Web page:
The New Improved Internet - 200 Web sites, only $79.95 per month
I just had a discussion via Twitter (@BrettTrout) regarding Net Neutrality. The conversation revolved around ESPN's proposal to charge Internet Service Providers (ISPs) for access to online video. "What is the harm in this?" the argument went, "isn't that what the cable companies already do? I pay for MTV and CNN in my basic package, whether I watch them or not."
Cable television is the perfect analogy. If ESPN has its way, the Internet may indeed become exactly like cable. You get a basic package allowing you access to a few hundred websites. For a few extra bucks, you can access a few hundred more. And the remaining hundred million or so other websites? To visit those websites, all you will have to do is move to a country which had the foresight to guarantee Net Neutrality before it was too late.
What? I will only be able to access a few hundred Web sites? That is impossible. That could never happen. The Internet will always be free. Won't it?
Well campers, it is not only possible, but the longer we sit on our tails the more probable it becomes. From the prospective of your ISP and large Web sites, the cable paradigm is much more profitable than what we presently have. If they pare down your access from one hundred million Web sites, to a few hundred, several things happen:
1) These few hundred Web sites will be able to charge enormous amounts for advertising.
2) Some will be able to "kick-back" a portion of this increased revenue to your ISP in exchange for carrying those now extremely profitable websites.
3) Other websites, like ESPN, will be able to invest this revenue into producing more desirable content for which they can actually charge your ISP a premium.
4) Your ISP passes these additional costs on to you, either in the form of increased monthly fees, increased advertising and/or requiring you to pay for access à la carte.
These few hundred Web sites make more money, your ISP makes more money, and you get left holding the bag. You pay more, for much much less. The worst part is that by the time you realize that there is a problem, it will be too late.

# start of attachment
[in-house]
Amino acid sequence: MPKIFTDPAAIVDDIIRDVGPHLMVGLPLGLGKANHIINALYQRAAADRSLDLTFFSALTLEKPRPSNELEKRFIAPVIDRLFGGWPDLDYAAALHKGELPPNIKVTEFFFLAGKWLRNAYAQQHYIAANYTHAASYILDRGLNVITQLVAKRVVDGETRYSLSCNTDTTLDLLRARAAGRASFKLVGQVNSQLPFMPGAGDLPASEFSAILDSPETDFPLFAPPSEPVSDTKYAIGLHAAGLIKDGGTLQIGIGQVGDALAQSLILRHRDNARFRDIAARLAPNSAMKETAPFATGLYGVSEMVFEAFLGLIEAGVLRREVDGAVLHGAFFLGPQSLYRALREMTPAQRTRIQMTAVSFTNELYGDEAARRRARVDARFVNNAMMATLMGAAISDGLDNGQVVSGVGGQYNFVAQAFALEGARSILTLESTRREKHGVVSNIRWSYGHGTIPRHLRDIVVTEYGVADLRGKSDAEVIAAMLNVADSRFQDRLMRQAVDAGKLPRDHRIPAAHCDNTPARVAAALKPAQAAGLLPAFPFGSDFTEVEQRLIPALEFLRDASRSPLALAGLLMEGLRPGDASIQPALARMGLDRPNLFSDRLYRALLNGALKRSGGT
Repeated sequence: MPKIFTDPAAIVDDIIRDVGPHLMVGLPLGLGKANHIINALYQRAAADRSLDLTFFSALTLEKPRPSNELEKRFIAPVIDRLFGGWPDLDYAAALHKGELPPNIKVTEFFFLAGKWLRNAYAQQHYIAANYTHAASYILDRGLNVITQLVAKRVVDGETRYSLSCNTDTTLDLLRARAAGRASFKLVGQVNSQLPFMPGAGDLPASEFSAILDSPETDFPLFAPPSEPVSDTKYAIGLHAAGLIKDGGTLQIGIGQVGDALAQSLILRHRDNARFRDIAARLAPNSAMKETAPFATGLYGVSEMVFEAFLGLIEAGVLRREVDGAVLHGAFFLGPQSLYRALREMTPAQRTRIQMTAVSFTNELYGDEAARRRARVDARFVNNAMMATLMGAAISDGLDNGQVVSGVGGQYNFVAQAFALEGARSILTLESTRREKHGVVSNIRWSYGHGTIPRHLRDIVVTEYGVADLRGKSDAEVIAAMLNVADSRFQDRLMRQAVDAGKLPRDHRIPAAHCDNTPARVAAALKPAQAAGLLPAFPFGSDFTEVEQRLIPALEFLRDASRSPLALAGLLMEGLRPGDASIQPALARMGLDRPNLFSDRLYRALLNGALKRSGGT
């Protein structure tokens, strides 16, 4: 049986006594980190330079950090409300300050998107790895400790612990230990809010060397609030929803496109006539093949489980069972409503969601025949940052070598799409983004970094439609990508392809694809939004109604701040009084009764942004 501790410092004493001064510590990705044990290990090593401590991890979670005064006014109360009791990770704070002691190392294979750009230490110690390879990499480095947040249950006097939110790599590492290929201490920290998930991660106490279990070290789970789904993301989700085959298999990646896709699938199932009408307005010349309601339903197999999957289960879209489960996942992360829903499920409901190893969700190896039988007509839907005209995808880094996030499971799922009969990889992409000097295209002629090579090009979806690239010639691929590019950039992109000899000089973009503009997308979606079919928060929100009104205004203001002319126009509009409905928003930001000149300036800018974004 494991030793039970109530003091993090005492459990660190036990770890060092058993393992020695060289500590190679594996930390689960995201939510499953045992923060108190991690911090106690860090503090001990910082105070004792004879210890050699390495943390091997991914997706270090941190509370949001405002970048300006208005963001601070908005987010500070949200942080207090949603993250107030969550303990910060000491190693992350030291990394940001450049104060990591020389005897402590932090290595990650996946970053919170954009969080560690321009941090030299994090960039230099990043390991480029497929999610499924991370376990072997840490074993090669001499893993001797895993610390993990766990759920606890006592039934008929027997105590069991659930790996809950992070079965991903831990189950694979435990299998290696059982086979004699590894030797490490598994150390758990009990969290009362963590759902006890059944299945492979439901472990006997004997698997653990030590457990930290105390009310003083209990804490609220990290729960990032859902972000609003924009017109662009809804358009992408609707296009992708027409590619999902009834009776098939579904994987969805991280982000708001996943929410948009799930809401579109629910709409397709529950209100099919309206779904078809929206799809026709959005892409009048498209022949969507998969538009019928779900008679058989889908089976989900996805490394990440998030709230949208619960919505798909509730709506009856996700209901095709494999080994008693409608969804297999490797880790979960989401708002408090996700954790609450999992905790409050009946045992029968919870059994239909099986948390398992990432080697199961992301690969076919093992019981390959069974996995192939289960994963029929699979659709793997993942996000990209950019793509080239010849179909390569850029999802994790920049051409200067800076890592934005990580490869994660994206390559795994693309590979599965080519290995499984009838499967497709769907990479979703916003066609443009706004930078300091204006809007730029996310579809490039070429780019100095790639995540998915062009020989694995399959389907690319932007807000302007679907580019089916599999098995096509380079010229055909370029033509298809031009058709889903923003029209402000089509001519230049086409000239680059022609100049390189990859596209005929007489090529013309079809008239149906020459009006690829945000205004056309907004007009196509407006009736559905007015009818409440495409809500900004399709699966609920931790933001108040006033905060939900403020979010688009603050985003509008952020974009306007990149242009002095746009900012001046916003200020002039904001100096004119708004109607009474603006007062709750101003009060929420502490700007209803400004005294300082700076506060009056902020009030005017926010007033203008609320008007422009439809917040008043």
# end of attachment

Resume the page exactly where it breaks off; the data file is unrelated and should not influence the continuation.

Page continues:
Can you imagine approaching lawmakers with the following pitch: "There are thousands of free video channels out there which cable subscribers would like to access through their existing cable connections. Why don't we pass a law that cable companies have to allow us access to any free video channels willing to plug into their cable system?" Regardless of how great this would be to consumers, or how little it would cost cable providers, you are never going to convince a lawmaker to legislate against an industry pumping millions of dollars into the political machine.
Conversely, if voters act before a system gets set in stone, we may have had a chance. All it takes is for your congressional representatives to vote "YES" on a Net Neutrality bill. Consumer advocates are strongly in favor of such a law. President Obama has even made it one of the priorities in his first year in office:
The only question is who is going to win the race for control of your Internet access. Are you going to convince your lawmakers to protect your access to the entire Internet?Or are you going to allow 800-pound gorillas and ISPs to conspire to irreparably change the face of the internet forever?
To find out more about what you can do to maintain fair and free access to internet, visit SaveTheInternet and the Open Internet Coalition. I would advise checking back here frequently for updates on the issue but if you fail to act soon, you may not have a Web site to come back to.